6. HarvardLaw92 says:

    @Just ‘nutha ig’rant cracker:

    Which brings the argument into specific relief. What they should be pressing, IMLO, is an equal protection violation predicated on capricious application. That has merit, but calling a restrictive protection afforded to an intellectual property interest speech is just stretching the 1A far beyond what it actually says / was intended to do.

  7. Pch101 says:


    That’s a good argument if the goal is to actually win the case on the facts for The Slants.

    For a right-wing ideologue that wants to require the agency to give trademarks to “politically incorrect” speech as a matter of course, that won’t be enough, hence the overreaching. Volokh is using this case for his own ends.

  8. rodney dill says:

    I guess my “F#ckNuts Peanut Emporium” is still a go then.

  9. MarkedMan says:

    I think this is a tough case, to the point where I don’t really have an opinion. Normally, I would be happy to let the Supreme Court make the call, but no longer trust their opinion on these types of things as it seems they are increasingly out of touch with the real world. They tend to write stuff in their opinions about how they expect actual human beings to behave in reaction to their decisions that, for someone with actual experience in the real world, is nonsensical. It’s not just the conservatives, in rulings from health care to campaign finance, they seem incredibly sure about how things will play out and (taking the modern day Republican point of view) ignore what actually happens in favor of their theoretical world view.

    So I fear they will create a ruling that essentially says The Slants can trademark, but this ruling will not result in trademarks like “N*ggers Must Die” or “All Southerners Are Dumb F*cks”. And then we will see those things immediately happening.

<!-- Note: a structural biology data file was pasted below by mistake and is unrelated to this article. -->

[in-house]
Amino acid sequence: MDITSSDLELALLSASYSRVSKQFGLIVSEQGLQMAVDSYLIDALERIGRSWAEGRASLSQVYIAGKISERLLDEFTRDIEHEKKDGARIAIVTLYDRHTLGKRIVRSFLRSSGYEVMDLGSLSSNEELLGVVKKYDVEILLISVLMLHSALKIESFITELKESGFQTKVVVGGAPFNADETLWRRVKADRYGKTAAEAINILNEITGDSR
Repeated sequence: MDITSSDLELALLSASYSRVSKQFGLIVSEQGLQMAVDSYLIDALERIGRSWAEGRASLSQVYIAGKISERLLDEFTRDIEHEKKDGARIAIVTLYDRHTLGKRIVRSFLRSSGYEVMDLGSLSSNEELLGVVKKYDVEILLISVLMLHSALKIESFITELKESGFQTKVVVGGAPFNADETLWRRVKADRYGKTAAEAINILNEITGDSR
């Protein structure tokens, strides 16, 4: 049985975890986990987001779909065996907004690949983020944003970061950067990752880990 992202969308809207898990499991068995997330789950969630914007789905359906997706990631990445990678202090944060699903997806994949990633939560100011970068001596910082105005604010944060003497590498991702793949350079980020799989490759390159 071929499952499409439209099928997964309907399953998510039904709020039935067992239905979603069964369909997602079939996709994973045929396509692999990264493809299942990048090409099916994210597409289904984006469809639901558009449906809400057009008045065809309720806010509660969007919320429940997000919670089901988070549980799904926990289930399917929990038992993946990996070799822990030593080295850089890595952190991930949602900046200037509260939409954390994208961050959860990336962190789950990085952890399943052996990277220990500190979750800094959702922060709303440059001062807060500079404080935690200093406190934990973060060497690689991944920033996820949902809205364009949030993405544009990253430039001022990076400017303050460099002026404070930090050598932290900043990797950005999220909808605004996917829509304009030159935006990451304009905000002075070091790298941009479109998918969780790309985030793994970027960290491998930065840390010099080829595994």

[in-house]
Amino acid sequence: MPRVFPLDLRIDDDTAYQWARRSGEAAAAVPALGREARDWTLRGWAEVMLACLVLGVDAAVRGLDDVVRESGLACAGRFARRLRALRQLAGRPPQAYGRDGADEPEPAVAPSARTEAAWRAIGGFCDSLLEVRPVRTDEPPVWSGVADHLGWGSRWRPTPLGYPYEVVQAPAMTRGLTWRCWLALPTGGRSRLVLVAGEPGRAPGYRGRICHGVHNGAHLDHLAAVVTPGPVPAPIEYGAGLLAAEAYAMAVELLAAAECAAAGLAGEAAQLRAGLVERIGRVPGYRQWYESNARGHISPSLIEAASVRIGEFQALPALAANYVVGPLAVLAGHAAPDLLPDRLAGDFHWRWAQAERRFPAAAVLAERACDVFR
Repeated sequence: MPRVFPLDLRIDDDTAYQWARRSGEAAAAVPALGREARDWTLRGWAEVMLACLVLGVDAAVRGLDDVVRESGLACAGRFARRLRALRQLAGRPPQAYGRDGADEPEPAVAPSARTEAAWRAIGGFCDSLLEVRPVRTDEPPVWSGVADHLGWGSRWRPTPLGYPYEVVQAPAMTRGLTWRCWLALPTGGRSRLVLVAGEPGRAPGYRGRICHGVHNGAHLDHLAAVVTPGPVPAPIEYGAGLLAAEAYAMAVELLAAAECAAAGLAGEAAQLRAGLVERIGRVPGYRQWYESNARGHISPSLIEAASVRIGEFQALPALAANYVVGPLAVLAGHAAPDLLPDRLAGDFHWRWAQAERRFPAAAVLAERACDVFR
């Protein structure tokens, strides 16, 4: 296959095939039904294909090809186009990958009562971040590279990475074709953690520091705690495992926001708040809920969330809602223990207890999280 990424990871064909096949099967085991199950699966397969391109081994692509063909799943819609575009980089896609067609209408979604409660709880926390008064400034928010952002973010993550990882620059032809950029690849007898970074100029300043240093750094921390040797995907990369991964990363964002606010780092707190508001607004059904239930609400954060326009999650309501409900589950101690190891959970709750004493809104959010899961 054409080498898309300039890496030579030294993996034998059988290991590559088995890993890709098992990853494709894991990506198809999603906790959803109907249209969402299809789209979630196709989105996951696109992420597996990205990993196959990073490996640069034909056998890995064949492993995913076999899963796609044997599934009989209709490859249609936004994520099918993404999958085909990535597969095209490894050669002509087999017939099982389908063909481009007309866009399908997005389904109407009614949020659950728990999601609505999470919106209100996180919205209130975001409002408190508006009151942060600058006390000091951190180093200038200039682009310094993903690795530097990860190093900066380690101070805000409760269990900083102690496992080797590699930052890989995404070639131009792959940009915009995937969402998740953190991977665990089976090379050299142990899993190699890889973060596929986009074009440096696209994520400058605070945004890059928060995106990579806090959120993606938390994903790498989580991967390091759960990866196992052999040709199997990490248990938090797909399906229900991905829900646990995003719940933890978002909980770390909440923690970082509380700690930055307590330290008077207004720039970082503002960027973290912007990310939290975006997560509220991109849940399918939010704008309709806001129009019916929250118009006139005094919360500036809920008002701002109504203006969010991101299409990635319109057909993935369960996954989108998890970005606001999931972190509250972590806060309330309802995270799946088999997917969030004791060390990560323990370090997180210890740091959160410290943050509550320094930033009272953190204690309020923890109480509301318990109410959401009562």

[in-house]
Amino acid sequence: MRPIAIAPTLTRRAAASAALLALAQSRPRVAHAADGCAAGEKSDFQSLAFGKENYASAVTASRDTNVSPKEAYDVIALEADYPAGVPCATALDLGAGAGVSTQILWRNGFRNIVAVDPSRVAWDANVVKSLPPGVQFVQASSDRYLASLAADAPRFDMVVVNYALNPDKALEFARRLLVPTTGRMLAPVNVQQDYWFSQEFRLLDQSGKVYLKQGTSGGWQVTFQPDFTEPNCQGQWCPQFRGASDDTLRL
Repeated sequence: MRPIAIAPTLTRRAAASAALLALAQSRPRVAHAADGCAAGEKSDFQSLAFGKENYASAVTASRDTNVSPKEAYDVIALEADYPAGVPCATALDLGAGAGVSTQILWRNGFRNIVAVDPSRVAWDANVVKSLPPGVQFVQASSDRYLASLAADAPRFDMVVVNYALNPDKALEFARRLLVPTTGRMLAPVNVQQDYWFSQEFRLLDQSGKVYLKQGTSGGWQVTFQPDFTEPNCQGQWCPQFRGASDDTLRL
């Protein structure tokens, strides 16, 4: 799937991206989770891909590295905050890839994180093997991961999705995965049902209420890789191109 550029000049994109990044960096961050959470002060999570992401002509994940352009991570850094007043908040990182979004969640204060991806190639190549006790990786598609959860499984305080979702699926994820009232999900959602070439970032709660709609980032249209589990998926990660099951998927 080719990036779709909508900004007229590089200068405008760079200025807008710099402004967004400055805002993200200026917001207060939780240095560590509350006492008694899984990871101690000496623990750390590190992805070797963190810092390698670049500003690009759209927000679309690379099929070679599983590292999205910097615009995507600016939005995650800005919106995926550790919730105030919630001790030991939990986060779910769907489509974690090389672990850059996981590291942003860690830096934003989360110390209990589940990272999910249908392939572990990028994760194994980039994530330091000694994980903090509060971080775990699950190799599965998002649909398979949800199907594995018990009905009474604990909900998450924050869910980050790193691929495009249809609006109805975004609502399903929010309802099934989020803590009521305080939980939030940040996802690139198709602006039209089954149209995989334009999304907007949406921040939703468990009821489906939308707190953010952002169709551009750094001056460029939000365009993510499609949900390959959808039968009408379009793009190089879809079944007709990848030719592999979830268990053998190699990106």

Shorter version: It’s one thing for them to rule that all trademarks must be allowed. Like, I said, I see the pros and cons of both sides of that argument. But I fear they will rule in a way that has that effect because they naively believe it won’t happen.

  10. gVOR08 says:


    Volokh is using this case for his own ends.


    I think this is a tough case, to the point where I don’t really have an opinion.

    I also don’t have an opinion, not because it’s a tough case, but because I am having trouble giving a spit whether the Slants or the Redskins can get trademarks. The only thing interesting about this is Doug’s fascination with it.

  11. Just 'nutha ig'rant cracker says:

    @gVOR08: Well that’s kind of where I’m at too, but it was nice of HL92 and pch to go into more detail about what their respective points were so. I understand where HL’s statement that they are asking for the wrong relief comes from now.

  12. grumpy realist says:

    @Just ‘nutha ig’rant cracker: The Lanham Act (which is what governs trademarks) contains the section about refusing disparaging trademarks. It actually is an IP issue.

    SCOTUS, like usual when it gets involved in IP issues, is taking hold of the wrong end of the stick.